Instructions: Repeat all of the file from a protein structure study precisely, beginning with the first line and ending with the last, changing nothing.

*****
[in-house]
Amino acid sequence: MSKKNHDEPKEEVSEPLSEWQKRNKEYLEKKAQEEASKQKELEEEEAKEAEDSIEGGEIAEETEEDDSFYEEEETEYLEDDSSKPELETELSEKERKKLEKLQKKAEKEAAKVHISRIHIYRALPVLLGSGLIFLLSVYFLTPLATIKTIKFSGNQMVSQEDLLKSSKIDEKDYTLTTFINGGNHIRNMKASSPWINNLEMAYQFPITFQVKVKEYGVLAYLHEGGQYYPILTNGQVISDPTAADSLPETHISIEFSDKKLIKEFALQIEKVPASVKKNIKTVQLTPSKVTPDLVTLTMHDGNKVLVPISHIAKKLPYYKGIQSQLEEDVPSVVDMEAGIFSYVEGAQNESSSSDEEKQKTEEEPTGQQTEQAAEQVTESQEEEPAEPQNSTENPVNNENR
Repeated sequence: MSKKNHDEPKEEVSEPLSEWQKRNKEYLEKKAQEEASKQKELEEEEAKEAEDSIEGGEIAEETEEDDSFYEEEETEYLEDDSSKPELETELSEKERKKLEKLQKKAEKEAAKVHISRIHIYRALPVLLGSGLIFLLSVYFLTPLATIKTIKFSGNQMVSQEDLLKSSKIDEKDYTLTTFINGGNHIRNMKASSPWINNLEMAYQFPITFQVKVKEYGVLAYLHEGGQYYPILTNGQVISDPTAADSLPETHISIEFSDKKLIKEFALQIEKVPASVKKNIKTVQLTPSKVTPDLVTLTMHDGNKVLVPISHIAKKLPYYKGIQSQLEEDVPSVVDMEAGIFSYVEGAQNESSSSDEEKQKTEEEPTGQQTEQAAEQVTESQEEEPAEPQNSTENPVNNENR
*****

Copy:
[in-house]
Amino acid sequence: MSKKNHDEPKEEVSEPLSEWQKRNKEYLEKKAQEEASKQKELEEEEAKEAEDSIEGGEIAEETEEDDSFYEEEETEYLEDDSSKPELETELSEKERKKLEKLQKKAEKEAAKVHISRIHIYRALPVLLGSGLIFLLSVYFLTPLATIKTIKFSGNQMVSQEDLLKSSKIDEKDYTLTTFINGGNHIRNMKASSPWINNLEMAYQFPITFQVKVKEYGVLAYLHEGGQYYPILTNGQVISDPTAADSLPETHISIEFSDKKLIKEFALQIEKVPASVKKNIKTVQLTPSKVTPDLVTLTMHDGNKVLVPISHIAKKLPYYKGIQSQLEEDVPSVVDMEAGIFSYVEGAQNESSSSDEEKQKTEEEPTGQQTEQAAEQVTESQEEEPAEPQNSTENPVNNENR
Repeated sequence: MSKKNHDEPKEEVSEPLSEWQKRNKEYLEKKAQEEASKQKELEEEEAKEAEDSIEGGEIAEETEEDDSFYEEEETEYLEDDSSKPELETELSEKERKKLEKLQKKAEKEAAKVHISRIHIYRALPVLLGSGLIFLLSVYFLTPLATIKTIKFSGNQMVSQEDLLKSSKIDEKDYTLTTFINGGNHIRNMKASSPWINNLEMAYQFPITFQVKVKEYGVLAYLHEGGQYYPILTNGQVISDPTAADSLPETHISIEFSDKKLIKEFALQIEKVPASVKKNIKTVQLTPSKVTPDLVTLTMHDGNKVLVPISHIAKKLPYYKGIQSQLEEDVPSVVDMEAGIFSYVEGAQNESSSSDEEKQKTEEEPTGQQTEQAAEQVTESQEEEPAEPQNSTENPVNNENR